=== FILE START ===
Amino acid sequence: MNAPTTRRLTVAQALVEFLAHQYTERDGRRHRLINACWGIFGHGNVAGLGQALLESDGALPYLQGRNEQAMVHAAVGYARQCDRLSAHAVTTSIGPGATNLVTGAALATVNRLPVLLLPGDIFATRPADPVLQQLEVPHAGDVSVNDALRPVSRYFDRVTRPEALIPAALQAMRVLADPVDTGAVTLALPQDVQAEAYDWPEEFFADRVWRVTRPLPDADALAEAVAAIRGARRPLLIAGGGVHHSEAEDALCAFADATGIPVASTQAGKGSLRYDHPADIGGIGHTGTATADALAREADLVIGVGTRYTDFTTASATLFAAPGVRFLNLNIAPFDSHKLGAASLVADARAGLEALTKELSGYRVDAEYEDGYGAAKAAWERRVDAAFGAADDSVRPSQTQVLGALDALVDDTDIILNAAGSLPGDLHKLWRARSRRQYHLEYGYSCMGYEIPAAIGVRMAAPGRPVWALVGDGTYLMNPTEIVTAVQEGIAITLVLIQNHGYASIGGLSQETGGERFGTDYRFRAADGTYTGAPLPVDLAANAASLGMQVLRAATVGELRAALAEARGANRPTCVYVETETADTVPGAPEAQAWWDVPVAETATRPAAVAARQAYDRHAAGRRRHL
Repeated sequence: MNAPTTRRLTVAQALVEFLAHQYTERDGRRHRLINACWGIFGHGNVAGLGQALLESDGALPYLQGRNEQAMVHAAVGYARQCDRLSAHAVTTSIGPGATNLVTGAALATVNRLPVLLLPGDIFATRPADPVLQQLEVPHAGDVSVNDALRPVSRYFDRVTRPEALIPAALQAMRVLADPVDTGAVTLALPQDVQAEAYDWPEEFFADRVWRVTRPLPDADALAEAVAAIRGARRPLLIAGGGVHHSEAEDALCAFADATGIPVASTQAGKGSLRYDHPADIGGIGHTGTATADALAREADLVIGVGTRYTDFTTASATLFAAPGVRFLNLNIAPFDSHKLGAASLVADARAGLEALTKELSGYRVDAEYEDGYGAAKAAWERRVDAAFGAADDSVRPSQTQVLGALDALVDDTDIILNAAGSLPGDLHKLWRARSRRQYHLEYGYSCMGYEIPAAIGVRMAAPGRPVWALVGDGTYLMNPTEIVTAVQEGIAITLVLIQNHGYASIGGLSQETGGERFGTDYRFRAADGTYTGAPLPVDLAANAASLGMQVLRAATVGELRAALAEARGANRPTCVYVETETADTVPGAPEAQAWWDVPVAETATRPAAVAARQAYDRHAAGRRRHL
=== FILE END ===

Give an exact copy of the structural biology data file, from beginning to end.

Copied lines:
Amino acid sequence: MNAPTTRRLTVAQALVEFLAHQYTERDGRRHRLINACWGIFGHGNVAGLGQALLESDGALPYLQGRNEQAMVHAAVGYARQCDRLSAHAVTTSIGPGATNLVTGAALATVNRLPVLLLPGDIFATRPADPVLQQLEVPHAGDVSVNDALRPVSRYFDRVTRPEALIPAALQAMRVLADPVDTGAVTLALPQDVQAEAYDWPEEFFADRVWRVTRPLPDADALAEAVAAIRGARRPLLIAGGGVHHSEAEDALCAFADATGIPVASTQAGKGSLRYDHPADIGGIGHTGTATADALAREADLVIGVGTRYTDFTTASATLFAAPGVRFLNLNIAPFDSHKLGAASLVADARAGLEALTKELSGYRVDAEYEDGYGAAKAAWERRVDAAFGAADDSVRPSQTQVLGALDALVDDTDIILNAAGSLPGDLHKLWRARSRRQYHLEYGYSCMGYEIPAAIGVRMAAPGRPVWALVGDGTYLMNPTEIVTAVQEGIAITLVLIQNHGYASIGGLSQETGGERFGTDYRFRAADGTYTGAPLPVDLAANAASLGMQVLRAATVGELRAALAEARGANRPTCVYVETETADTVPGAPEAQAWWDVPVAETATRPAAVAARQAYDRHAAGRRRHL
Repeated sequence: MNAPTTRRLTVAQALVEFLAHQYTERDGRRHRLINACWGIFGHGNVAGLGQALLESDGALPYLQGRNEQAMVHAAVGYARQCDRLSAHAVTTSIGPGATNLVTGAALATVNRLPVLLLPGDIFATRPADPVLQQLEVPHAGDVSVNDALRPVSRYFDRVTRPEALIPAALQAMRVLADPVDTGAVTLALPQDVQAEAYDWPEEFFADRVWRVTRPLPDADALAEAVAAIRGARRPLLIAGGGVHHSEAEDALCAFADATGIPVASTQAGKGSLRYDHPADIGGIGHTGTATADALAREADLVIGVGTRYTDFTTASATLFAAPGVRFLNLNIAPFDSHKLGAASLVADARAGLEALTKELSGYRVDAEYEDGYGAAKAAWERRVDAAFGAADDSVRPSQTQVLGALDALVDDTDIILNAAGSLPGDLHKLWRARSRRQYHLEYGYSCMGYEIPAAIGVRMAAPGRPVWALVGDGTYLMNPTEIVTAVQEGIAITLVLIQNHGYASIGGLSQETGGERFGTDYRFRAADGTYTGAPLPVDLAANAASLGMQVLRAATVGELRAALAEARGANRPTCVYVETETADTVPGAPEAQAWWDVPVAETATRPAAVAARQAYDRHAAGRRRHL